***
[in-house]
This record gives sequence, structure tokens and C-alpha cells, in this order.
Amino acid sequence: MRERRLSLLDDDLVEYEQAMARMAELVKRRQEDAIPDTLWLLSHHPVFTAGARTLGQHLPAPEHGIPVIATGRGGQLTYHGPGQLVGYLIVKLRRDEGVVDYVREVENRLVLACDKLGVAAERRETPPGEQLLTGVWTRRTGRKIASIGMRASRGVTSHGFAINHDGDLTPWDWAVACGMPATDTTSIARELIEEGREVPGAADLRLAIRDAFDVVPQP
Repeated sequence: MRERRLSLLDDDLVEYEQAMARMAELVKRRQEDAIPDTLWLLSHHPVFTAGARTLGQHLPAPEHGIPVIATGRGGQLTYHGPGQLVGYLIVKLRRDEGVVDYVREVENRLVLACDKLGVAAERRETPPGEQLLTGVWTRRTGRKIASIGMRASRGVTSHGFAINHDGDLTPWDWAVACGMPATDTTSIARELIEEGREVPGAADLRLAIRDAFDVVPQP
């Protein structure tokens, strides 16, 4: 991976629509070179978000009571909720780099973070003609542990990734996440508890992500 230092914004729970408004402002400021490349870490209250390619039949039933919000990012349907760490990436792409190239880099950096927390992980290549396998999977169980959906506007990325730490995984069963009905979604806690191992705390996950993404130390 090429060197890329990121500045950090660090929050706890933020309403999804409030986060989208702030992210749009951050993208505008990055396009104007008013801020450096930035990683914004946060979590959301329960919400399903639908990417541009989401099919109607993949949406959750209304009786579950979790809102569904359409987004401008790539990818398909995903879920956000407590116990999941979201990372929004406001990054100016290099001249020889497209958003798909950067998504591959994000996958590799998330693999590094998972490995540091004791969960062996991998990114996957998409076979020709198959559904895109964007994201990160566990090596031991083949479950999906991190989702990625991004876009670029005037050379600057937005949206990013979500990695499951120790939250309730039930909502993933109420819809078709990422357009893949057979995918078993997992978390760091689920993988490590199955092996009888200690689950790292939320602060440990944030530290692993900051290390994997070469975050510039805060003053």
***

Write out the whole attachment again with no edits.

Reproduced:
[in-house]
This record gives sequence, structure tokens and C-alpha cells, in this order.
Amino acid sequence: MRERRLSLLDDDLVEYEQAMARMAELVKRRQEDAIPDTLWLLSHHPVFTAGARTLGQHLPAPEHGIPVIATGRGGQLTYHGPGQLVGYLIVKLRRDEGVVDYVREVENRLVLACDKLGVAAERRETPPGEQLLTGVWTRRTGRKIASIGMRASRGVTSHGFAINHDGDLTPWDWAVACGMPATDTTSIARELIEEGREVPGAADLRLAIRDAFDVVPQP
Repeated sequence: MRERRLSLLDDDLVEYEQAMARMAELVKRRQEDAIPDTLWLLSHHPVFTAGARTLGQHLPAPEHGIPVIATGRGGQLTYHGPGQLVGYLIVKLRRDEGVVDYVREVENRLVLACDKLGVAAERRETPPGEQLLTGVWTRRTGRKIASIGMRASRGVTSHGFAINHDGDLTPWDWAVACGMPATDTTSIARELIEEGREVPGAADLRLAIRDAFDVVPQP
């Protein structure tokens, strides 16, 4: 991976629509070179978000009571909720780099973070003609542990990734996440508890992500 230092914004729970408004402002400021490349870490209250390619039949039933919000990012349907760490990436792409190239880099950096927390992980290549396998999977169980959906506007990325730490995984069963009905979604806690191992705390996950993404130390 090429060197890329990121500045950090660090929050706890933020309403999804409030986060989208702030992210749009951050993208505008990055396009104007008013801020450096930035990683914004946060979590959301329960919400399903639908990417541009989401099919109607993949949406959750209304009786579950979790809102569904359409987004401008790539990818398909995903879920956000407590116990999941979201990372929004406001990054100016290099001249020889497209958003798909950067998504591959994000996958590799998330693999590094998972490995540091004791969960062996991998990114996957998409076979020709198959559904895109964007994201990160566990090596031991083949479950999906991190989702990625991004876009670029005037050379600057937005949206990013979500990695499951120790939250309730039930909502993933109420819809078709990422357009893949057979995918078993997992978390760091689920993988490590199955092996009888200690689950790292939320602060440990944030530290692993900051290390994997070469975050510039805060003053």